IN THE YEAR 2000, there were 101,000 direct jobs in BC's forest industry: 35,500 in forestry, logging and support services; 47,800 in wood product manufacturing; and 17,700 in pulp/paper manufacturing. By 2019, only 16,100 jobs were left in forestry, logging and support services; 21,000 in wood product manufacturing; and 9,000 in pulp/paper manufacturing. Half of all jobs in the forest industry disappeared in just 20 years. Those figures are all from Stats BC's "Employment by detailed industry."
To understand where BC needs to look to increase forest-related employment, we really need to understand why that large decrease in forest-related jobs occurred, and where employment under the current regime of industrial forestry is likely to go if the business-as-usual course is continued by BC's government.
To begin with, we know that the massive disappearance of half of all the jobs didn't occur as a result of cutting less forest. The chart below shows how the actual harvest has changed since 2000. It has dropped about by about 12 percent.
The forest industry's view on job loss was captured in a 2017 editorial in a BC Truck Logger's Association newsletter. It attributed the job loss to three sources: Manufacturing productivity gains accounted for 38 percent; logging productivity gains 27 percent; less manufactured wood products 22 percent; reduced harvest 10 percent; and log exports 4 percent.
Those "productivity gains" were all a result of technological change. For example, individual fallers with chainsaws were largely replaced by feller bunchers. Sawmills became more automated. Since that direction is likely to continue as artificial intelligence and industrial robots seep into the industry, employment derived from industrial forestry is likely to decline even further as a result of future "productivity gains."
This machine allows more forest to be cut by less people
The TLA's account of less manufactured wood products" noted the decline in the use of paper. The direction has already been set by younger generations. They use the internet for information and services that their grandparents found in telephone books and newspapers. That change will accelerate as younger generations increasingly make choices informed by the need to reduce carbon emissions.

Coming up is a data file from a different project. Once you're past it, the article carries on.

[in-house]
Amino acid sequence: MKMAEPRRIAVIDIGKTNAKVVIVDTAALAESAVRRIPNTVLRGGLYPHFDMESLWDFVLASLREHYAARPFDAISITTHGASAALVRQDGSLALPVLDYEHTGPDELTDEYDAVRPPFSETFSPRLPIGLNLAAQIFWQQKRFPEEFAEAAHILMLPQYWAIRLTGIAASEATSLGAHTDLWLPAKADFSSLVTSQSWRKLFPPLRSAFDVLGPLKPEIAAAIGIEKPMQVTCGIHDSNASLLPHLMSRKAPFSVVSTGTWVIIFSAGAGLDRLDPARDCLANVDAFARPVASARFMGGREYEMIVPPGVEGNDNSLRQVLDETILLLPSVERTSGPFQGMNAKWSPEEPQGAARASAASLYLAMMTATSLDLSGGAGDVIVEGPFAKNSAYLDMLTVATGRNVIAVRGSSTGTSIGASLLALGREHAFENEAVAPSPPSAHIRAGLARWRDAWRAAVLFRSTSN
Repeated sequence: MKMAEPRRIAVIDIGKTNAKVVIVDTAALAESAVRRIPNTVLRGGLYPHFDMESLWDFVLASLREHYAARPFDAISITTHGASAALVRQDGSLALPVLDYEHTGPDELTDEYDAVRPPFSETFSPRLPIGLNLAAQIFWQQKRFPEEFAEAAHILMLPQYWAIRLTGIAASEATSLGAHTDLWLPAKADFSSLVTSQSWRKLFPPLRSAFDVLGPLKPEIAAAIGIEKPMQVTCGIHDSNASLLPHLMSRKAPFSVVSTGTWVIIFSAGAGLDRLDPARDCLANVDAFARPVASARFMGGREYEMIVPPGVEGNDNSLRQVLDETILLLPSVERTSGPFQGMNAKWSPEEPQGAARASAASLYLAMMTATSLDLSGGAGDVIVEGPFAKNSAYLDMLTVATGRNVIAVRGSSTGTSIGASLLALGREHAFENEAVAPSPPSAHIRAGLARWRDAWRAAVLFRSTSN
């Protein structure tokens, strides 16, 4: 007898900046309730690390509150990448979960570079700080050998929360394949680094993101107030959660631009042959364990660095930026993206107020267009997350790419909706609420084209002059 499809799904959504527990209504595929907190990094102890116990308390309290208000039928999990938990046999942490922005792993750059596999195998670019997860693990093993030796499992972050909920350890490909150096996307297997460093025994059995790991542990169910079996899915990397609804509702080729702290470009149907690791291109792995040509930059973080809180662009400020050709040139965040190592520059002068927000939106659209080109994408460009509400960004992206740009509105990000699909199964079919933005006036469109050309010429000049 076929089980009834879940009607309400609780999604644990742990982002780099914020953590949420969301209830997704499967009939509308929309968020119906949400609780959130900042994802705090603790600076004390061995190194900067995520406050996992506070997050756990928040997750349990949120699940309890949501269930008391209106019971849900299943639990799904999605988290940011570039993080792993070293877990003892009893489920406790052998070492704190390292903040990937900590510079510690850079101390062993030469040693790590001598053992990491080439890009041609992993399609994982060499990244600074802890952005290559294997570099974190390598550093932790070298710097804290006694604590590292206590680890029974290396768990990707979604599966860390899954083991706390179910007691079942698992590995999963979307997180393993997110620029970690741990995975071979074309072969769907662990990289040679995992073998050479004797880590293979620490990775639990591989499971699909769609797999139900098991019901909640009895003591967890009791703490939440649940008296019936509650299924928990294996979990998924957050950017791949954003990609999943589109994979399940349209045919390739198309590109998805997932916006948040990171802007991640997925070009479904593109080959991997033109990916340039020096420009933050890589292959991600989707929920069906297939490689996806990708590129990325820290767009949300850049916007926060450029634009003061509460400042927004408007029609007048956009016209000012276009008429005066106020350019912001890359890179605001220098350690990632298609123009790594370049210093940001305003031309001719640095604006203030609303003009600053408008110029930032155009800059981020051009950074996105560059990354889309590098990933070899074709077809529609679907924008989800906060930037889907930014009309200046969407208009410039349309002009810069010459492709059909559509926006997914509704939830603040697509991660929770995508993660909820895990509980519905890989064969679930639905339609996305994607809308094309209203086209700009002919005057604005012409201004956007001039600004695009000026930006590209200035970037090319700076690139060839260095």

Another change that would have a profound impact on the future number of jobs in industrial forestry is the small amount amount of old-growth forest left. Chris Harvey, a forester and spokesperson for the Teal Jones Group noted in 2016 that "old growth is an absolutely essential part for us to harvest. We can’t be economically viable if we log 100 percent second-growth. And this is true for other companies as well.”
In 2020 a spokesperson for Mosaic, the joint management company for both Island Timberlands and TimberWest, stated that without being able to export raws logs, its operations would not be economically viable.
If forest companies are allowed to keep harvesting old growth, it will be all gone by around 2035. Whether an industry with nothing to harvest but second-growth trees will be economically viable is unknown, but significantly smaller trees will mean harvest levels could very well fall. The lumber from younger, smaller diameter trees will be less valuable as a construction material. Smaller trees will be harvestable with smaller machines and hand-falling of trees will largely be eliminated. None of these factors bode well for an industry which, according to Harvey, is not economically viable without old growth in the mix.
The trend is toward industrial forestry being a source of less and less employment. Current low employment levels are already past the point where employment should be a significant factor in an objective determination of what use of the publicly-owned forests represents the greatest public good.
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